Pirates 2, Expos 1. Montreal sent Bill Gullickson, who was young but pretty well-established, against Pittsburgh's Jose DeLeon, who was even younger and just starting out.
Both starters allowed the opposition's speedy, low-OBP leadoff man to reach in the first inning. Miguel Dilone opened the game with a double and moved to third on DeLeon's wild pitch, but the young Pirate bore down and struck out the next three Expos to leave him there. Marvell Wynne led off the bottom of the inning with a single, but was later caught stealing.
Montreal took the lead in the second on a Tim Wallach walk and singles by Terry Francona and Doug Flynn. Gullickson was flawless in the second and third, while DeLeon worked around singles in each of his next two innings; the Pirates then tied it in the fourth on a Johnny Ray single, a Bill Madlock double, and a Jason Thompson RBI groundout.
The game then continued in its firmly-established pattern as a pitcher's duel. Dilone doubled and stole third in the fifth, but was picked off, and he was the last runner to reach scoring position until the bottom of the seventh. Thompson led off that inning with a single, and was replaced by pinch runner Benny Distefano. Distefano moved to second on a bunt; Gullickson picked him off as well, but Flynn misplayed the throw, allowing the runner to advance to third. He scored the go-ahead run an out later on Lee Lacy's single. DeLeon allowed a leadoff walk to Pete Rose in the eighth, but then retired the next six Expos in a row to finish off the complete game win.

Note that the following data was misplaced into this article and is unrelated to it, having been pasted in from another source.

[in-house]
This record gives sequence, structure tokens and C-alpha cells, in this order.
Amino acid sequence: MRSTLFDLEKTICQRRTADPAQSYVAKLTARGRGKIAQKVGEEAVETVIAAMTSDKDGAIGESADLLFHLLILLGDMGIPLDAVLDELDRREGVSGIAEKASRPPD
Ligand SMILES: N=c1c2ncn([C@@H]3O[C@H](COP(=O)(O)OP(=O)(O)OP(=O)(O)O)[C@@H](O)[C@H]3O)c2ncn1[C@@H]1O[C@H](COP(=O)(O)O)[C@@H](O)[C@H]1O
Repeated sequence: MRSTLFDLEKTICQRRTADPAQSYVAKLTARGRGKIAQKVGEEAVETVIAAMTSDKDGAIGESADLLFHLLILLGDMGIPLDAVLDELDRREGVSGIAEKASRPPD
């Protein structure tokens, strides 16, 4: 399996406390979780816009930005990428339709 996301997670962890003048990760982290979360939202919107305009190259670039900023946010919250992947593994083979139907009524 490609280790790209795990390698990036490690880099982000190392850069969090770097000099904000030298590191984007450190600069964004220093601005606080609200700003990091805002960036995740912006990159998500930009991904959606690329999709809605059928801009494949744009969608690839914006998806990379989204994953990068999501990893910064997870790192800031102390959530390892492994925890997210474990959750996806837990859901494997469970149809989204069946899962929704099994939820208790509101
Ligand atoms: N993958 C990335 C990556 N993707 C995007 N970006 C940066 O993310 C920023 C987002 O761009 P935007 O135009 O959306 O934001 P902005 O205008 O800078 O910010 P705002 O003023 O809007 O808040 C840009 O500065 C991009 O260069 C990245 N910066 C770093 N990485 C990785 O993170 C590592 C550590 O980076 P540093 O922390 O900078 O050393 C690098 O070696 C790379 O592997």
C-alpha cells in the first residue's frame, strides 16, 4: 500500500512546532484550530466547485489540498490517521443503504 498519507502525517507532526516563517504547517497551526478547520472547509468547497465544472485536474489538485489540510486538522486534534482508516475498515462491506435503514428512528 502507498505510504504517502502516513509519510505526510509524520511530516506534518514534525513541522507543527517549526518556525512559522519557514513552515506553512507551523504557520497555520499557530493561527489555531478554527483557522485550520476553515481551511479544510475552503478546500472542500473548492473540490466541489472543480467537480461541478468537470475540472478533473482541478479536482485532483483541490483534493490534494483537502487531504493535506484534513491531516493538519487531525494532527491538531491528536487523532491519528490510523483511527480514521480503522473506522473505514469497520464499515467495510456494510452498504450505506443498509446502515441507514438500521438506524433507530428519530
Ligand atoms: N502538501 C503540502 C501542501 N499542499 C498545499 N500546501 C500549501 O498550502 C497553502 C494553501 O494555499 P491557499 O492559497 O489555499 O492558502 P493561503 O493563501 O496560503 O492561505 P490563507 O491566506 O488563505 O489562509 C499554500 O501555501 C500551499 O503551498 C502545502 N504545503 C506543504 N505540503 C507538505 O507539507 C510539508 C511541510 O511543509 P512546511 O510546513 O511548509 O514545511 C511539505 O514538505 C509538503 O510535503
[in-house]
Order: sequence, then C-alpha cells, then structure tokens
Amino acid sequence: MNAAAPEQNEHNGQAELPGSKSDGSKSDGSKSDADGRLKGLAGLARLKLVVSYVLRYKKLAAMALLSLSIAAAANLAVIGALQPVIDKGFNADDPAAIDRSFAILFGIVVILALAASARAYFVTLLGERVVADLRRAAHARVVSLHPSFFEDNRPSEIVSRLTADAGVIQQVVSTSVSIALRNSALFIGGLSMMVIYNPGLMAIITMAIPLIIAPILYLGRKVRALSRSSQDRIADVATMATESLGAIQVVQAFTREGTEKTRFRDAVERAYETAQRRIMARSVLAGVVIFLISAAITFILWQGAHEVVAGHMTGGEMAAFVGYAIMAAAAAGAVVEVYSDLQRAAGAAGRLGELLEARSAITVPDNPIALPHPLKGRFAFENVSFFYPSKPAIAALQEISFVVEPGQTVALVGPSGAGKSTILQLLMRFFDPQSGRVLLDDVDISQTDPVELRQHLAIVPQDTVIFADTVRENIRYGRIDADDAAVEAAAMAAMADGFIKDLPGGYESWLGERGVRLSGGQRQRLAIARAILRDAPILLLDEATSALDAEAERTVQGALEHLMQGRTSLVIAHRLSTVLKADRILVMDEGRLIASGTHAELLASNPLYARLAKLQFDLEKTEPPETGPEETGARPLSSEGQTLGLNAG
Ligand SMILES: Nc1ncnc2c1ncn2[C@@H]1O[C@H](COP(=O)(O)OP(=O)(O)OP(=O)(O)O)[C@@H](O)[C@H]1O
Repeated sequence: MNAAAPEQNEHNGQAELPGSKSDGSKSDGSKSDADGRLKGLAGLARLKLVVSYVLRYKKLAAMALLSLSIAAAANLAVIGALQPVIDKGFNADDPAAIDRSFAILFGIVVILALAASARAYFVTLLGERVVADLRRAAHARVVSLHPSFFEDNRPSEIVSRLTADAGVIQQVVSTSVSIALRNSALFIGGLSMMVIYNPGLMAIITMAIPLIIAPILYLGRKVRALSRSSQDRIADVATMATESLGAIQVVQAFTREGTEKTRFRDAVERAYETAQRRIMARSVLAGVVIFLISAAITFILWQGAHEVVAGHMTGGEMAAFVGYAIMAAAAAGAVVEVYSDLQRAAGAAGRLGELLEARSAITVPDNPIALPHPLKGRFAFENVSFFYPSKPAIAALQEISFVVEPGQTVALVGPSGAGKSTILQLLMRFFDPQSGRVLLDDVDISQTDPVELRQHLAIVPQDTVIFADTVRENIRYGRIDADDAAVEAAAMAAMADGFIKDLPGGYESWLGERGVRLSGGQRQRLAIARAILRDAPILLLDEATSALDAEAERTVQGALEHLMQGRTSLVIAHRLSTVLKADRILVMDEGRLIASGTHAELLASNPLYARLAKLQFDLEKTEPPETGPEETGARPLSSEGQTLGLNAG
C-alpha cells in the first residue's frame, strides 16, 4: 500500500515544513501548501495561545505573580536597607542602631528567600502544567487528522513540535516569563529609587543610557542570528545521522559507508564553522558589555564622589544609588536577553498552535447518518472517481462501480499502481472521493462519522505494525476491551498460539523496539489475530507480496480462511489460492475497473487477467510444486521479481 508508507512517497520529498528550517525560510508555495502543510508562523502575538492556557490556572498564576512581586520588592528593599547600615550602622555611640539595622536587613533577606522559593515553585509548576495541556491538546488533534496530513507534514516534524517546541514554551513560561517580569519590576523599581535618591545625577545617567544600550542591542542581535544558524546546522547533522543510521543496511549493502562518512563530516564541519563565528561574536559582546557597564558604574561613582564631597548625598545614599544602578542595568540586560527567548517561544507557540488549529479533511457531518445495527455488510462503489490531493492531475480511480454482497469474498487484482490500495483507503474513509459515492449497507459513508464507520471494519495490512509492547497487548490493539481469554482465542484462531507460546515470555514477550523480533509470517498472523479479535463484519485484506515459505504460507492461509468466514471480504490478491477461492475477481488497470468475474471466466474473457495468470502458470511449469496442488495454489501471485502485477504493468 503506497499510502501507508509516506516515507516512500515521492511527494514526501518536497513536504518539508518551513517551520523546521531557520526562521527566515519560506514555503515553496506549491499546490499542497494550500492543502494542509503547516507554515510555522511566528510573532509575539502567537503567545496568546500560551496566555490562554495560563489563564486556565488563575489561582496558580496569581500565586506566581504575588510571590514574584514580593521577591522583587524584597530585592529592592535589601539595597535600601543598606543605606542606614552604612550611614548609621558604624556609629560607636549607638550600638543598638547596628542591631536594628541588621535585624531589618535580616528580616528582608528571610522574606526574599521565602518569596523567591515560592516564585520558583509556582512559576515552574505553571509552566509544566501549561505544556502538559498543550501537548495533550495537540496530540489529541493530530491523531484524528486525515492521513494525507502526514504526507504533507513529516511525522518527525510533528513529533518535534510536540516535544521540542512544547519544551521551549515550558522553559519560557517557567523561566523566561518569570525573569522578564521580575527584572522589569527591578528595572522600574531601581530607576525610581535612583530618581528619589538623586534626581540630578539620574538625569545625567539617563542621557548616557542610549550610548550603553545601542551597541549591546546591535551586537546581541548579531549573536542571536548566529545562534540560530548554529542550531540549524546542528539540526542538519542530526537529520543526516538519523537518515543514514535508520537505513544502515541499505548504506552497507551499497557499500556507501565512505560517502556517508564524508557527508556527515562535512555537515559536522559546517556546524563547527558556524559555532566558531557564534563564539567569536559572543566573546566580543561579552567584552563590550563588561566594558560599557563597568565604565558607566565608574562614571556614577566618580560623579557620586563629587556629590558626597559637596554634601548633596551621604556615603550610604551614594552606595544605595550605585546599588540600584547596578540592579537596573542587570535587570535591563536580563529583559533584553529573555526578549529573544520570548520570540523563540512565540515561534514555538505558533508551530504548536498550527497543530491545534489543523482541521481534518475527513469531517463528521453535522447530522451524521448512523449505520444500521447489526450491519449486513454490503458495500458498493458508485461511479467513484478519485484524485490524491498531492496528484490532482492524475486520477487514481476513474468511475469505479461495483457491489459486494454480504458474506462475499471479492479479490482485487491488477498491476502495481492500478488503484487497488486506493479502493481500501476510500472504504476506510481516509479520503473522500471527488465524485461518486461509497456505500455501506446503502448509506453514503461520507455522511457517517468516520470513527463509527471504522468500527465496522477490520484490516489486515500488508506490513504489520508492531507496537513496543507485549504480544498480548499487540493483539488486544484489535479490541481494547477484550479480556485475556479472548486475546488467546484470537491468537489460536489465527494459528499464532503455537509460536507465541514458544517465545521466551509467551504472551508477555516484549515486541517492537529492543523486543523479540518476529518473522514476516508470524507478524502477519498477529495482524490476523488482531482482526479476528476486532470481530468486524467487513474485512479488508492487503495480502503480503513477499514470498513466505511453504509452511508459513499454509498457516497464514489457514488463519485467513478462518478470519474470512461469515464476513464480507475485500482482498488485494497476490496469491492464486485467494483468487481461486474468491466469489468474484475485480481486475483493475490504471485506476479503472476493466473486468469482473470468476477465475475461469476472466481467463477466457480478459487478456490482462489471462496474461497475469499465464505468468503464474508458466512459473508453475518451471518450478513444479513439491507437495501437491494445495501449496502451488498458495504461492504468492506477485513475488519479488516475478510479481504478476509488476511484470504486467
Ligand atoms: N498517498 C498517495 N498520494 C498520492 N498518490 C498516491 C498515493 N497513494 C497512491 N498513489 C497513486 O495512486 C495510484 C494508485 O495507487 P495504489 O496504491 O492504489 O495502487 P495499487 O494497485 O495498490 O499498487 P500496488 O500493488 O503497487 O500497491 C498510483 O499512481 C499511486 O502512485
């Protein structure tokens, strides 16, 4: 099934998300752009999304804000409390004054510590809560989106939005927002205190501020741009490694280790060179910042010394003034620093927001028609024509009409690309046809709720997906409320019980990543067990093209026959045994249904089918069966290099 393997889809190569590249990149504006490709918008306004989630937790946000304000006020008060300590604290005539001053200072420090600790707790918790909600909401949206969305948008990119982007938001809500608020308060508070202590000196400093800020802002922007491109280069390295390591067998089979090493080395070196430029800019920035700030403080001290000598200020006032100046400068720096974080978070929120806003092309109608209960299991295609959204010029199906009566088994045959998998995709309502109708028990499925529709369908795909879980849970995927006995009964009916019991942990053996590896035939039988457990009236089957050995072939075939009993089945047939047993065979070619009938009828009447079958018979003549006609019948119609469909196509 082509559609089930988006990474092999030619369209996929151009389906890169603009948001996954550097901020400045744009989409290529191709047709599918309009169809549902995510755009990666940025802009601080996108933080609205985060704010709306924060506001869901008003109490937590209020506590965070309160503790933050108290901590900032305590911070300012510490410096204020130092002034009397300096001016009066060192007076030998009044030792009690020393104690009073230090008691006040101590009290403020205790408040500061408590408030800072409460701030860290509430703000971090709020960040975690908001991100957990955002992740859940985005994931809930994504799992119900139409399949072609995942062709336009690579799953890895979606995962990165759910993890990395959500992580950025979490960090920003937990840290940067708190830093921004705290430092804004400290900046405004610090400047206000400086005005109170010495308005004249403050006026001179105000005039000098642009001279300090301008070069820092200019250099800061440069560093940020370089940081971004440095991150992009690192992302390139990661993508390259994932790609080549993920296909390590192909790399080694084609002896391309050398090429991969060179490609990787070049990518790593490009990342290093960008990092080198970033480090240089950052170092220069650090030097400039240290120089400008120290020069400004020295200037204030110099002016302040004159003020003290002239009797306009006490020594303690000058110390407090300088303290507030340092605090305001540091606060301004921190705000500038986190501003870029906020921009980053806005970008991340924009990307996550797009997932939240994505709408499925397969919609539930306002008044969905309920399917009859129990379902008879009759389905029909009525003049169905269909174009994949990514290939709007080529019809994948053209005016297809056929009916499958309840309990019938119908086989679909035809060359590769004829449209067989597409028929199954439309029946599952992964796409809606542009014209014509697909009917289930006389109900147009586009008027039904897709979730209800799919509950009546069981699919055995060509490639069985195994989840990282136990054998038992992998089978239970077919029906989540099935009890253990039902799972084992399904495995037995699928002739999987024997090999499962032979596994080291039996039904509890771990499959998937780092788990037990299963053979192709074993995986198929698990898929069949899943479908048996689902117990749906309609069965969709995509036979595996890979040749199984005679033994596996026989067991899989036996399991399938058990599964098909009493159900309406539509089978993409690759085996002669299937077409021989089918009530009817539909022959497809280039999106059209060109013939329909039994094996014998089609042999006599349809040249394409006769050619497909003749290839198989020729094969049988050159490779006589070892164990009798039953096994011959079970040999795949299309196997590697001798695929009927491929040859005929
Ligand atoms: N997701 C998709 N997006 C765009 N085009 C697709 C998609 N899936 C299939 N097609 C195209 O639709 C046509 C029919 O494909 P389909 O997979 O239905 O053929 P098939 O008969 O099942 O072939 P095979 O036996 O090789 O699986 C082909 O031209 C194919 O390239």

Two points about this one. First, it's got to be pretty uncommon for a game to swing on two pickoff plays, but that's what happened here; the Expos had one of their fastest players on third with one out before he was picked off, and a muffed pickoff throw two innings later set up the eventual winning run.
Second: Jose DeLeon was a promising pitcher, but he was also 23 years old and making his 21st big league start. Had this game occurred in 2014, there is absolutely no chance that he would have gone the distance, and the game would have been less enjoyable for his removal. But then, DeLeon may not be a great example to use here, because he backslid horribly over the next year and a half, going 2-19 in 1985 (yes, really) and then getting bombed off of the Pittsburgh staff entirely in '86. They ended up dumping him on the White Sox for a classic bat without a clear defensive position... who turned out to be Bobby Bonilla.
So really, this whole thing worked out pretty well for the Pirates, which obivously means that current-day teams should be far more willing to let young starters throw complete games, right?